Small Interfering RNA (siRNA) Experiments
The siRNA targeting the mouse PI3-kinase p110α (Cat. no. sc-39128) was purchased from Santa Cruz Biotechnology, Inc. (Santa Cruz, CA, USA). NIH3T3 cells were seeded 12 h before transfection, with a cell density of 30–50% confluence at the time of transfection. Next, the siRNA (40 nM) was transfected into the cells using Lipofectamine 2000 (Invitrogen) and Opti-MEMI reduced serum medium (Gibco BRL). After 24 h of transfection, cells were processed by semi-quantitative RT-PCR for the detection of PI3K p110α mRNA levels and Western blotting for the detection of p-GSK3β Ser9 levels.
Silencing of Endogenous β-Catenin in Fibroblast Cells
The siRNA sequence used for the knock-down of β-catenin was as follows: 5′-GAACGCAGCAGCAGTTTGT-3′, as described by Singh et al. (2009), (nucleotides 124–142 on NM-007614.3). For lentiviral infection of NIH3T3 cells, cells were seeded at a density of 2 × 105 cells per well in 24-well plates. After overnight culture, various amounts of lentivirus (3, 10, or 12 μL) (OBIO Technology, Co., Ltd, Shanghai, China) were added to the wells in the presence of 4 mg/mL Polybrene (Sigma-Aldrich, St. Louis, MO, USA). The plates were then centrifuged at 2,500 rpm at room temperature for 1 h and returned to the culture incubator. 24 h after infection, the resulting NIH3T3 cell cultures were analyzed for green fluorescence protein expression (GFP; a reporter) by confocal microscopy. Cells treated with 12 μL lentivirus were chosen for the knock-down experiments described below.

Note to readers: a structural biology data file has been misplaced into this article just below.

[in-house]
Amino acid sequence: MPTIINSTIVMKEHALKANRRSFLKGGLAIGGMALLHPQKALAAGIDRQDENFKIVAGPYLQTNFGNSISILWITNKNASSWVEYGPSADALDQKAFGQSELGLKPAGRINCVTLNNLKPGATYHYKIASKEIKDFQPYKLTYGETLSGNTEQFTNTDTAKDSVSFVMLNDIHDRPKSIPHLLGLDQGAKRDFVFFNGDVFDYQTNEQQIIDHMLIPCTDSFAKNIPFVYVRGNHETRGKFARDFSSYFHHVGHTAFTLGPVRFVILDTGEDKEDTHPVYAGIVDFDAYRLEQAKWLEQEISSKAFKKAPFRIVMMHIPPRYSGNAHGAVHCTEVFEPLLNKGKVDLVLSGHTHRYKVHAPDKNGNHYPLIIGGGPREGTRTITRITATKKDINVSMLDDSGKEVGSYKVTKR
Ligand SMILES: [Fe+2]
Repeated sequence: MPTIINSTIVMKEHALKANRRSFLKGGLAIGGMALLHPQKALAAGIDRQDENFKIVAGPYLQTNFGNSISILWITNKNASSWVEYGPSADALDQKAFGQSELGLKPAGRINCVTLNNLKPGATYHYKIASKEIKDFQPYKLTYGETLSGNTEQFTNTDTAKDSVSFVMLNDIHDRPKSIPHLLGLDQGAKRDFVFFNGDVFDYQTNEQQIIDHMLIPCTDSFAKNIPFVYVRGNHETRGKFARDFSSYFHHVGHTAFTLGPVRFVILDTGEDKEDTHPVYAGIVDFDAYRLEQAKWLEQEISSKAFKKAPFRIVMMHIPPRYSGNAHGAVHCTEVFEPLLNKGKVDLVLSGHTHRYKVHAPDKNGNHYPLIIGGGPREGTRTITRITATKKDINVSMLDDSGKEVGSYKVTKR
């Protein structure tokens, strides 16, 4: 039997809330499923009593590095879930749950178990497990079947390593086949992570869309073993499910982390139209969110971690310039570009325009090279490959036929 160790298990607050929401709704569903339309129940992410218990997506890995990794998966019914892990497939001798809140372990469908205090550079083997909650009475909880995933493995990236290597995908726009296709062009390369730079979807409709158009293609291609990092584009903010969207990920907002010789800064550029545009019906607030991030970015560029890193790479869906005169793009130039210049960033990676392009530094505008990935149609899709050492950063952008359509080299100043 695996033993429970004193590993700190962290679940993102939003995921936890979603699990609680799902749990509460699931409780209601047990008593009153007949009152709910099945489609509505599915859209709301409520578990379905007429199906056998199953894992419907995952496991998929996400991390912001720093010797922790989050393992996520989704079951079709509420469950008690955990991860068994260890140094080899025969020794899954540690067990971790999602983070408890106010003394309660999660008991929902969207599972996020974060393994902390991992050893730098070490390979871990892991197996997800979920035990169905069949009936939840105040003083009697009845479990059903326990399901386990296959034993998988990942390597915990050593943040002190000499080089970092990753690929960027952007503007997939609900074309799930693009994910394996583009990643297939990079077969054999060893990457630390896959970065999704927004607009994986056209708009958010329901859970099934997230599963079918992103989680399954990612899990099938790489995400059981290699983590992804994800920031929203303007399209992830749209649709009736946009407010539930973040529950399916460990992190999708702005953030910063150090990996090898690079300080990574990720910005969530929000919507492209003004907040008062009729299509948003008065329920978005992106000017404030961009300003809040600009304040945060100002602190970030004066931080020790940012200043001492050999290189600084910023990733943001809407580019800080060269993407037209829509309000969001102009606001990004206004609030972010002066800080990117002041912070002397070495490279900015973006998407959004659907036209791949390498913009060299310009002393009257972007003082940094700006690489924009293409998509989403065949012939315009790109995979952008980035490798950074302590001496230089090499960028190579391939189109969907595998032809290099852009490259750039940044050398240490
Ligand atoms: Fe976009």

Enzyme-Linked Immunosorbent Assay
Enzyme-linked immunosorbent assay was performed to detect the levels of FGFs (bFGF and FGF21, Multi Sciences, China) and Wnt3a (Enzyme-linked Biotechnology, Co., Ltd, Shanghai, China) according to the manufacturer’s instructions. Fibroblasts were seeded in 6-well plates and cultured for 24 h. To determine the assay of FGFs secreted by fibroblast, cell culture supernatants were collected after 24, 36, and 48 h, respectively. To determine the effect of β-catenin on FGFs secretion, after 24 h incubation, the media were replaced with fresh media containing 1.0 μM LiCl, 1.0 μM IWR-1, 0.5 μM IM-12 or 0.5 μM XAV-939, and the cells were then cultured for 48 h. To investigate Wnt3a secretion under FGFs treatment, fibroblasts were cultured in the fresh media containing 100 ng/mL bFGF or FGF21. Then, cell culture supernatants were collected to determine FGFs (bFGF and FGF21) and Wnt3a protein levels.